Home Internet Plans for internet extension, other development shared in Brooke County | News, Sports, Jobs

Plans for internet extension, other development shared in Brooke County | News, Sports, Jobs

OFFERING AN UPDATE — Members of the Wellsburg Chamber of Commerce and guests received an update on current and planned development efforts Thursday from state Del. Jimmy Willis, R-Brooke, standing; and Brooke County Commissioner A.J. Thomas, seated left, as well as J.P. West, a representative of Glo Fiber, a business planning to extend fiberoptic internet connections to many in the county. — Warren Scott

WELLSBURG — State Del. Jimmy Willis, R-Brooke, said while growing up in Brooke County, he became accustomed to a bleak economic picture, with local steel mills that had once been a major force closing or dwindling in size.

But in a report Thursday to members of the Wellsburg Chamber of Commerce and guests, Willis said that view has changed.

“You can feel some excitement, some joy, coming back to this area,” said the state legislator, who was joined by Brooke County Commissioner A.J. Thomas and a representative of a business planning to extend fiber optic internet connections to 2,049 commercial and residential customers in the county.

Such plans were shared by J.P. West, senior leader of government affairs for Glo Fiber. Formerly Horizon TeleCom, the company was rebranded following its acquisition in April by Shentel.

Also known as the Shenandoah Telecommuncations Co., the 122-year-old Virginia-based business also offers streaming television and phone services.

West said the company normally utilizes existing aerial power and other utility lines to extend its connections, which will be 100 percent fiber optic and won’t involve a shared network, which often results in fluctuations in speed for internet access.

He said the company will offer affordable packages for speeds ranging from 300 megabits per second to 1 gigabit per second.

West said pending the acquisition of necessary permits, the company hopes to start working on connections late this year or early next year.

Thomas noted the state has contracted with Comcast to develop internet connections to unserved or underserved areas of the state using $1.2 billion awarded through the federal Infrastructure Investment and Jobs Act.

Thomas said before that, county commissioners in Brooke, Hancock and Ohio counties had planned to jointly seek millions of dollars for internet expansion through a state program.

“We’re very pleased Glo Fiber is committed to doing it on their own and we’re committed to working with them to make it happen,” he said.

Thomas said many local officials have promoted this region as a bedroom community for Pittsburgh and a key to attracting new residents is reliable internet service. He added it’s already been requested by current residents who work from home.

In addressing the group, Willis said in the last 38 months, West Virginia’s gross domestic product has risen to among the top 10 in the nation, “well above its surrounding states,” its cost of living is 21.99% lower than the national average; and 128,000 new jobs have been created.

He said he and other state legislators have been able to cut the state’s personal income tax by 21.25% and pending the state’s future economic picture, he hopes it can be eliminated entirely.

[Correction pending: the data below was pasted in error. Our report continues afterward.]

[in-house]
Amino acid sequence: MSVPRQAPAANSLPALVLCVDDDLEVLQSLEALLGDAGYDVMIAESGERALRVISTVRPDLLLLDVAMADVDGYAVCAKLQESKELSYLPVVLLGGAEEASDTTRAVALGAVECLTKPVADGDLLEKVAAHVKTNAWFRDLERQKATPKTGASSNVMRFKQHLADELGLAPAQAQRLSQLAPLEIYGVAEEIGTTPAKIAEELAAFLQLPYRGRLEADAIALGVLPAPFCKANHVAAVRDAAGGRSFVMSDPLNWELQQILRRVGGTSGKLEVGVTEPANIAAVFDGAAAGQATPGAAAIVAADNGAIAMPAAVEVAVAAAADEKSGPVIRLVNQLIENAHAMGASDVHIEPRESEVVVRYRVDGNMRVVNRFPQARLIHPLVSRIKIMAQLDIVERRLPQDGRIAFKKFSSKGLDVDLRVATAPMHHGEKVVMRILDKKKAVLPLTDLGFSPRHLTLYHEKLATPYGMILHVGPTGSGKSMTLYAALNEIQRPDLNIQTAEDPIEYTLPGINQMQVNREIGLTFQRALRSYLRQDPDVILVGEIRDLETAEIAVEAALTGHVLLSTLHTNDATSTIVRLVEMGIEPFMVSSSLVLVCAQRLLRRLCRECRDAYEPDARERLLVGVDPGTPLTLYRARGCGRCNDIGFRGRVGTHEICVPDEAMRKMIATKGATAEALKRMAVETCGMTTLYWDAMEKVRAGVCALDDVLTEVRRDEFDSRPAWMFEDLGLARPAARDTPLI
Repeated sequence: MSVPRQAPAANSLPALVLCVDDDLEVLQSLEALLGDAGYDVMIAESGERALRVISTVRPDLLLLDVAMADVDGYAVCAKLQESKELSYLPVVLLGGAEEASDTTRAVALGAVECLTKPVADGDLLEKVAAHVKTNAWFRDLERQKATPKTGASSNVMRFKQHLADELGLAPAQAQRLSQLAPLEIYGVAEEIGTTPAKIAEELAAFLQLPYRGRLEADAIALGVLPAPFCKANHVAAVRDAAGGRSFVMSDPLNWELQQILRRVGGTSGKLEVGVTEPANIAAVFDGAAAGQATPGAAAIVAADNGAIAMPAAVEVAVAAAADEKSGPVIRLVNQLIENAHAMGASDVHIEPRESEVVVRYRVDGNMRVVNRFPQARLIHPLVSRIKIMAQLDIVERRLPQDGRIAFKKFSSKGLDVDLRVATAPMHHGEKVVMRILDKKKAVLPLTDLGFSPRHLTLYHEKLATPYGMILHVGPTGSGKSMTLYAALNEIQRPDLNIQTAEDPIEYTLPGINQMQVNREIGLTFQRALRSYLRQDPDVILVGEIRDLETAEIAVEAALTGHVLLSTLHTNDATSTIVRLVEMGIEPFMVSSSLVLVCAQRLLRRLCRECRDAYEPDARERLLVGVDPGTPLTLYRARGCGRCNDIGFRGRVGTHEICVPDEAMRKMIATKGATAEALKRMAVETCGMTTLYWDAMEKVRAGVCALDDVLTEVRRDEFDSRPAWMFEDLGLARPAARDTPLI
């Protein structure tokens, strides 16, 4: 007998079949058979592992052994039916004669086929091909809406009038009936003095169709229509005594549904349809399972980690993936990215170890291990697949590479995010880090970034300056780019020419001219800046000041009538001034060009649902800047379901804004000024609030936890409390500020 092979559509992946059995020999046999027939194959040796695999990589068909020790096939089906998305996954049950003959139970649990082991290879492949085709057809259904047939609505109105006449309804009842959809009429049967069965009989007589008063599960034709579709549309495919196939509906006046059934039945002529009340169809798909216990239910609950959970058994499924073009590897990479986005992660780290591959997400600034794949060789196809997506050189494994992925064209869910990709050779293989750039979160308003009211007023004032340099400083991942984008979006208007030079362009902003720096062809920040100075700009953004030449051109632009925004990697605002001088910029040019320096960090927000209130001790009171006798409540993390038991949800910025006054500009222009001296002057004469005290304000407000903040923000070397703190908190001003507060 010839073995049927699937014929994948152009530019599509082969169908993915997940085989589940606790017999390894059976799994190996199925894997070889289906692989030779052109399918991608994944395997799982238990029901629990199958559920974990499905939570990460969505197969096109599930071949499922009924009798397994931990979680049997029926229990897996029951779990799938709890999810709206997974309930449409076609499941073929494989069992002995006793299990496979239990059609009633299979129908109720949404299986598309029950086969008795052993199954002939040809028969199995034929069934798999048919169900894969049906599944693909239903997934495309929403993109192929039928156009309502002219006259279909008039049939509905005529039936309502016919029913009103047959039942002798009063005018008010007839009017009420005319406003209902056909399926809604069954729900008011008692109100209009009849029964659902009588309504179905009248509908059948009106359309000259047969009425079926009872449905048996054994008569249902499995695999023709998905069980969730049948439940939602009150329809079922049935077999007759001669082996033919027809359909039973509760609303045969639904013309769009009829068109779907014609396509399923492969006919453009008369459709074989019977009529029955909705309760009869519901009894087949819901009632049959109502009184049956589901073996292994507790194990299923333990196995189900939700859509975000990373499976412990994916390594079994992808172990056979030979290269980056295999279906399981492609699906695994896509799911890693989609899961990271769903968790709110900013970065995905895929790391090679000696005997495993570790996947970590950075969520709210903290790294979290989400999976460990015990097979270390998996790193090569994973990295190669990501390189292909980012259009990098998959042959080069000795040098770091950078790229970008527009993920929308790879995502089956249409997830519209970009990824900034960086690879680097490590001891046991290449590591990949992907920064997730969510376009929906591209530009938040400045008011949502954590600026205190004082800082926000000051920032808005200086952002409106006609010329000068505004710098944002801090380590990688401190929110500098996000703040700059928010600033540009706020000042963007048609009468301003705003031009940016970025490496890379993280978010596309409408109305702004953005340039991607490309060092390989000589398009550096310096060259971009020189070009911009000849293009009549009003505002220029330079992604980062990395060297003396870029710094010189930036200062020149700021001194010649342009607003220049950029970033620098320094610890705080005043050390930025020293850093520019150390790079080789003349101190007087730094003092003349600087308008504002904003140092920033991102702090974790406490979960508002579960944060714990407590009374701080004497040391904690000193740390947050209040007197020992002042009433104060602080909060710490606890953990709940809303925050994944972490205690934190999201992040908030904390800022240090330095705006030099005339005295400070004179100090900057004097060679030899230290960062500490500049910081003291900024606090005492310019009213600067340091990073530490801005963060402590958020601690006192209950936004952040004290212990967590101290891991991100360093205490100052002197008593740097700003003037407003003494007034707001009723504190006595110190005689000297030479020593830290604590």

Willis said a number of new businesses have opened or are in the process of opening in Brooke and Hancock counties.

They include Pure Watercraft, a manufacturer of electric motor boats in Beech Bottom that’s expected to employ 100 to 110 workers; and Form Energy, producer of a 100-hour iron air battery, that has broken ground on former Weirton Steel property.

Willis said he’s learned 80% of about 500 people hired for the plant are West Virginians and that the average annual salary there is $63,000.

He said officials with Nucor Steel had been considering leaving West Virginia and its Mason County plant until leaders of the state Senate and House of Delegates and state Secretary of Economic Development Mitch Carmichael approached them, leading to a planned facility in northern Hancock County.

Willis said a business-friendly climate in the state has supported the development of other businesses, including Empire Diversified Energy in Follansbee, Heavy Iron Oilfield Services in Chester and a plethora of restaurants and retail businesses on Three Springs Drive.

“We have a long way to go. This story is a long way from being finished,” he said.

Willis was asked about the future of the Market Street Bridge, which was closed in December after inspectors found severely deteriorated support cables.

A few attendees noted the 119-year-old span’s historic significance, but Willis said the cost to restore the bridge must be weighed when considering its preservation.

Thomas noted in 2010, the bridge underwent about $17 million in repairs and improvements intended to extend its life for 10 years.

Both he and Willis noted the Brooke-Hancock-Jefferson Metropolitan Planning Commission has announced the West Virginia Department of Transportation’s plan to apply for millions in federal dollars to replace it at or near its present location.

If approved, the funds would come up to $30 billion allocated to the federal Highway Administration’s Bridge Enhancement Program, through which each state has been invited to submit projects with an estimated cost of $100 million or more.

“If we can get a new bridge, that would be tremendous,” said Willis.

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